Korea’s P2P lending startup PeopleFund gets $63.4M Series C led by Bain Capital
South Korea-based peer-to-peer (P2P) lending platform PeopleFund announced today it has closed a $63.4 million (75.9 billion won) Series C round led by Bain Capital with participation from Goldman Sachs. Returning investors in the round include CLSA Lending Ark Asia and 500 Global.
The latest funding brings the total raised by PeopleFund to about $83.6 million (100 billion won) since it was founded in 2015.
The Series C will support hiring AI engineers and secure alternative data to advance its credit-scoring algorithm further. PeopleFund also will beef up its machine learning-powered credit scoring system, which is one of its key differentiators, that provides a quantitative scoring model (for credit valuation), a qualitative scoring model and a demand forecasting model (for near-primer borrowers).
PeopleFund wants to address the structural problem involving the risk of high interest-rate loans in the near-prime loan sector and offer more personalized financial products to sub-prime and near-prime borrowers with its data-driven technology platform, said CEO and founder Joey Kim told TechCrunch.
“For the past six years, we have been focusing on proving the performance of our data-driven risk management technology, which is the essence of consumer lending,” Kim said. “Our mission is to grow into the #1 player in the Korean non-bank lending market to provide better loan options for average Koreans that the banks underserve.”
The financing event comes five months after PeopleFund received its regulatory approval from South Korea’s Financial Services Commission (FSC) to register with the government.
In early June, only three Korean P2P lenders out of 41 applicants were granted licenses from the FSC to operate the business legally: PeopleFund, Lendit and 8 Percent. The FSC said it will continue to review other applicants.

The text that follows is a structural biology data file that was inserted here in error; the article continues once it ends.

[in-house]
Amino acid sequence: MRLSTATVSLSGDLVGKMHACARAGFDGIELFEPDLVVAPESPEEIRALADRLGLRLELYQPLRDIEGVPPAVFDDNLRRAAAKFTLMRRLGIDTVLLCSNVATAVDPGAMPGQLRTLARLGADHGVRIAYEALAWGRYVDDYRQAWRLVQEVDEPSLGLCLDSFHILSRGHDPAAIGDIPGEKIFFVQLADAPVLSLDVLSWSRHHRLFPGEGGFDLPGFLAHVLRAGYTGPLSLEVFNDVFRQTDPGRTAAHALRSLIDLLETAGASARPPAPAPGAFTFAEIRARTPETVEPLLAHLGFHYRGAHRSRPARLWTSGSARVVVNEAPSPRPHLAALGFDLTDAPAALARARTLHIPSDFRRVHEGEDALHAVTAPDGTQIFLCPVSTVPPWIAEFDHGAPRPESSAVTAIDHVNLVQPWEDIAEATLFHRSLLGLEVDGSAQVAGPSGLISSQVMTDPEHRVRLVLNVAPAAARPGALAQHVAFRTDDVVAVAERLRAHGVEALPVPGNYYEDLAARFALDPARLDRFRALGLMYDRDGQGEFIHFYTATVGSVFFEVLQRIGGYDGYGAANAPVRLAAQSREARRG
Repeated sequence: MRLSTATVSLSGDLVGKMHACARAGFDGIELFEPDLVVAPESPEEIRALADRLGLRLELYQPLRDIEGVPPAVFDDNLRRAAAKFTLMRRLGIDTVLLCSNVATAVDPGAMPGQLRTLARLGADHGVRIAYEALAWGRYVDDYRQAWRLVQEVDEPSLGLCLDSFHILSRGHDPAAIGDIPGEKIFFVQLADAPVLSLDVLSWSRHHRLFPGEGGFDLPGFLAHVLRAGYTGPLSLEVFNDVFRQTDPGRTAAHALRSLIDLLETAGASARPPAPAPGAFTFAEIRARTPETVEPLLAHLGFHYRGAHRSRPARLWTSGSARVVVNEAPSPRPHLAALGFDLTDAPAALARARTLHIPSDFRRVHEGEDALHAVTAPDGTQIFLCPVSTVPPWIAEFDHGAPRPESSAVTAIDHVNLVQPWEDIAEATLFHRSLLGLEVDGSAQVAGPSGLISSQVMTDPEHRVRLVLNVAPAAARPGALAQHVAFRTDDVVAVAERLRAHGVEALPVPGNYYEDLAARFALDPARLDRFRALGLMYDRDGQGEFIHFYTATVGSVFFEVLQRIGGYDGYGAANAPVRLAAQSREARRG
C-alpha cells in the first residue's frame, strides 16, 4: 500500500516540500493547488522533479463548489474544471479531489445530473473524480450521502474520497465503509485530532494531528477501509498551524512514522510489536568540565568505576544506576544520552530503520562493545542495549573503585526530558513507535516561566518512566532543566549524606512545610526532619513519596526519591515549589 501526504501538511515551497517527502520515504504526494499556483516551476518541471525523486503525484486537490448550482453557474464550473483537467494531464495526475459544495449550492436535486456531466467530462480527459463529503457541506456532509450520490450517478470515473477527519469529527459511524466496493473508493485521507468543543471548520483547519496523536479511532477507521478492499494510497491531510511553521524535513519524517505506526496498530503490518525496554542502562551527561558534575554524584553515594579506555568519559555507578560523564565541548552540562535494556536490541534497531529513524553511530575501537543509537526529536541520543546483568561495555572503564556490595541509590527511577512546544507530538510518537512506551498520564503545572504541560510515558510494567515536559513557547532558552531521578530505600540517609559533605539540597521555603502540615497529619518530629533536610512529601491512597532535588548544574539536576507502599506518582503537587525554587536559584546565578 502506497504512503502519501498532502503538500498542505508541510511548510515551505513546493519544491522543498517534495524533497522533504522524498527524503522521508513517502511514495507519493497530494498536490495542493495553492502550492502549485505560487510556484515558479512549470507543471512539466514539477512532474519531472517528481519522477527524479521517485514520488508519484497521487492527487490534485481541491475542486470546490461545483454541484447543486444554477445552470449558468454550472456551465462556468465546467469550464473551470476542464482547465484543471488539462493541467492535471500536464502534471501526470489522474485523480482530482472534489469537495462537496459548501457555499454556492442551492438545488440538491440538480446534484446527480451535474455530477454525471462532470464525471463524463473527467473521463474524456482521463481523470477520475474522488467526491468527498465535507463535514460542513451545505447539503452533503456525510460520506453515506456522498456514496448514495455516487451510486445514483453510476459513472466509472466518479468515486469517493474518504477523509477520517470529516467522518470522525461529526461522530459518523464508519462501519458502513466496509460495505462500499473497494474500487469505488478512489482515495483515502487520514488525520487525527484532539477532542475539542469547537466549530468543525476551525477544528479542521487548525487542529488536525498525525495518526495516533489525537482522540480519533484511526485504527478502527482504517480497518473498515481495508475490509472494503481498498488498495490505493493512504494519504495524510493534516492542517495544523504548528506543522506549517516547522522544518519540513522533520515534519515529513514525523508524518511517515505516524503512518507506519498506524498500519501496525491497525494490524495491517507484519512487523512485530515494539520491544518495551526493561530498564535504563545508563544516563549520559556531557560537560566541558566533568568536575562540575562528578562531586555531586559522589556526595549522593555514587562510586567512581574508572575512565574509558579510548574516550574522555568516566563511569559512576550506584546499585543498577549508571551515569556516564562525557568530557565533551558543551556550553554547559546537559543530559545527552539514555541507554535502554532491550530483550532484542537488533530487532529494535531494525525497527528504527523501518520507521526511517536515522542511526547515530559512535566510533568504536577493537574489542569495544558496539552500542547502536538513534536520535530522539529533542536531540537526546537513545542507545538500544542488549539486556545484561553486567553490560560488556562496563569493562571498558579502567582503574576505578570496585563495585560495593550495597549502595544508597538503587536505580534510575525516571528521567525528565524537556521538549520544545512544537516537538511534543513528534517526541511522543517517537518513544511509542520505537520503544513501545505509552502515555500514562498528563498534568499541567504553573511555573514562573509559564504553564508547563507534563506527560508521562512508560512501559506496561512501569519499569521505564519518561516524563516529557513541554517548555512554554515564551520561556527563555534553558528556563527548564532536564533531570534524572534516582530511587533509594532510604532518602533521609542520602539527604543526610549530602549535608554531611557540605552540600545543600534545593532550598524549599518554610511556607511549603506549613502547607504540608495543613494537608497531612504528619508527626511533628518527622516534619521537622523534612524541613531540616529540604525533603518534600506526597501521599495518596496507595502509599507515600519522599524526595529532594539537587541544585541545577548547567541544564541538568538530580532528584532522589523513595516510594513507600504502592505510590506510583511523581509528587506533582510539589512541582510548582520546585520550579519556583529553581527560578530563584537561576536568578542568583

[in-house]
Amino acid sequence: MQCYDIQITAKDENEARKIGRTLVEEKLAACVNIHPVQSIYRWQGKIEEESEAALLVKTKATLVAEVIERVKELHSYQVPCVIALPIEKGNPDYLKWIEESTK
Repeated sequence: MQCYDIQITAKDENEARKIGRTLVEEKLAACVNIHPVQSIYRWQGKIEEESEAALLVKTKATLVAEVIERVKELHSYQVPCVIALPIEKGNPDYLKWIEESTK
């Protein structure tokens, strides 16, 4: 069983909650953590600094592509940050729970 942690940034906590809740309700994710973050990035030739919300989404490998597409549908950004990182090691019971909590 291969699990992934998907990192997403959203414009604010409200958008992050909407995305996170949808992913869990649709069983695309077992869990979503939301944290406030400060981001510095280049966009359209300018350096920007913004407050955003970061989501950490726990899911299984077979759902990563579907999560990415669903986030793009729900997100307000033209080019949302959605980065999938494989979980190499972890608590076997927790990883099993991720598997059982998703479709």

South Korea has passed the first law in the world dedicated to digital lending, ‘The Marketplace Lending Act’, in August 2020 to regulate marketplace lenders, protecting P2P consumers. The new law enables the licensed P2P lending startup to operate as an authorized financial institution to lend, raise capital from international and domestic institutions, and provide loan referral services to its customers.
The number of marketplace lenders in Korea has fallen from 237 to 102, between August 2020 and May 2021, as per its annual report in 2020.
PeopleFund, which connects borrowers with lenders to enable lending, provides loans at an average interest rate of 11.25 percent per annum, about 3 percent to 4 percent lower than other non-bank lenders. Near-prime borrowers are not qualified for bank loans thus have no choice but to resort to non-bank lenders like credit card loans (or saving banks), Kim said.
What sets PeopleFund apart from other competitors is the lowest delinquency rate in the industry, being managed by its own alternative credit scoring system, and having strong risk management capabilities, Kim said. PeopleFund claims it has managed over $1 billion in loans as of October 2021, with a delinquency rate of 2.06%.
Another differentiator is its credit scoring system optimized for mid-interest loans based on about 480,000 loan customers registered on its platform. PeopleFund built a credit scoring system (CSS) 4.0 for near-prime borrowers to provide more affordable mid-rate loans to borrowers, who use the funds to refinance existing loans taken from other second-tier lenders. The refinancing loans account for 66 percent of its total loans, he added.
Kim said that its clients include near-prime borrowers and individuals and institutional investors who expect 7%-9% the ROI per annum (before tax). Its lenders are mostly retail customers the company has through its partnership with Kakao Pay.
“For individual and institutional lenders, we offer diversified lending opportunities at an average annual return rate of 6 percent to 9 percent. For the borrowers and the lenders, [our] AI-based data-driven underwriting process has been the core of its competitive advantage, which has been outperforming other non-bank players by a 3 percent to 5 percent gap in loss rate,” Kim said.
PeopleFund targets the traditional personal credit loans market in South Korea, which is estimated at around $67 billion, according to the company.
The company, which accounted for about 57% of market share in the personal loan of the P2P lending market as of October, expects to generate profit in 2022, Kim said.
“While leading online lenders in the U.S. have grown to worth billions out of lending platforms such as Upstart and SoFi, Korea’s online lending is only just beginning, said Tim Chae, managing partner of 500 Global that participated in all fundraising since the seed round. “We strongly believe that PeopleFund will grow to become a clear winner with its proven track record, accelerating tech-driven innovations in the non-bank lending sector in Korea.”